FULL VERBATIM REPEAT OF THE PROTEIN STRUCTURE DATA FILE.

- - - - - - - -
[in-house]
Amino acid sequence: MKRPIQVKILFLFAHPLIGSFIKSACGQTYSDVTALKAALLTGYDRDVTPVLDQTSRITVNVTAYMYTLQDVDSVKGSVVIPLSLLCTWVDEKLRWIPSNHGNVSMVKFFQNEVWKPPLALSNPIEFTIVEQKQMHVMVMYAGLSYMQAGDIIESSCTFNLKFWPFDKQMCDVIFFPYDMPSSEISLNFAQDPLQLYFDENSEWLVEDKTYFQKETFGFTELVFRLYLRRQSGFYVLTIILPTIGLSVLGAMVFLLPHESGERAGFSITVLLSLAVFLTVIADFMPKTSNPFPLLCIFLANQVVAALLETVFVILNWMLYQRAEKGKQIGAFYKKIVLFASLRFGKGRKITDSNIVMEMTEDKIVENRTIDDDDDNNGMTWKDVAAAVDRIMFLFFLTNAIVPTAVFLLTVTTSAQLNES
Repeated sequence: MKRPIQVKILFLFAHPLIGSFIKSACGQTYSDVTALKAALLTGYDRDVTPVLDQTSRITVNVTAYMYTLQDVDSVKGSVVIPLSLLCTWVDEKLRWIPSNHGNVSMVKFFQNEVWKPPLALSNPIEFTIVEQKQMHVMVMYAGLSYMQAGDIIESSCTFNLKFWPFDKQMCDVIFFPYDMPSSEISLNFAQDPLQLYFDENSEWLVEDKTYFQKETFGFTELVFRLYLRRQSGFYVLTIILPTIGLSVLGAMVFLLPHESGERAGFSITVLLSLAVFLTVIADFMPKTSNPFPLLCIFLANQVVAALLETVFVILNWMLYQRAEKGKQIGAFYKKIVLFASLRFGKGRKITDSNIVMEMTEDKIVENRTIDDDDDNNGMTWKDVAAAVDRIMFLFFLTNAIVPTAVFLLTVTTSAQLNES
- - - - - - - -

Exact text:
[in-house]
Amino acid sequence: MKRPIQVKILFLFAHPLIGSFIKSACGQTYSDVTALKAALLTGYDRDVTPVLDQTSRITVNVTAYMYTLQDVDSVKGSVVIPLSLLCTWVDEKLRWIPSNHGNVSMVKFFQNEVWKPPLALSNPIEFTIVEQKQMHVMVMYAGLSYMQAGDIIESSCTFNLKFWPFDKQMCDVIFFPYDMPSSEISLNFAQDPLQLYFDENSEWLVEDKTYFQKETFGFTELVFRLYLRRQSGFYVLTIILPTIGLSVLGAMVFLLPHESGERAGFSITVLLSLAVFLTVIADFMPKTSNPFPLLCIFLANQVVAALLETVFVILNWMLYQRAEKGKQIGAFYKKIVLFASLRFGKGRKITDSNIVMEMTEDKIVENRTIDDDDDNNGMTWKDVAAAVDRIMFLFFLTNAIVPTAVFLLTVTTSAQLNES
Repeated sequence: MKRPIQVKILFLFAHPLIGSFIKSACGQTYSDVTALKAALLTGYDRDVTPVLDQTSRITVNVTAYMYTLQDVDSVKGSVVIPLSLLCTWVDEKLRWIPSNHGNVSMVKFFQNEVWKPPLALSNPIEFTIVEQKQMHVMVMYAGLSYMQAGDIIESSCTFNLKFWPFDKQMCDVIFFPYDMPSSEISLNFAQDPLQLYFDENSEWLVEDKTYFQKETFGFTELVFRLYLRRQSGFYVLTIILPTIGLSVLGAMVFLLPHESGERAGFSITVLLSLAVFLTVIADFMPKTSNPFPLLCIFLANQVVAALLETVFVILNWMLYQRAEKGKQIGAFYKKIVLFASLRFGKGRKITDSNIVMEMTEDKIVENRTIDDDDDNNGMTWKDVAAAVDRIMFLFFLTNAIVPTAVFLLTVTTSAQLNES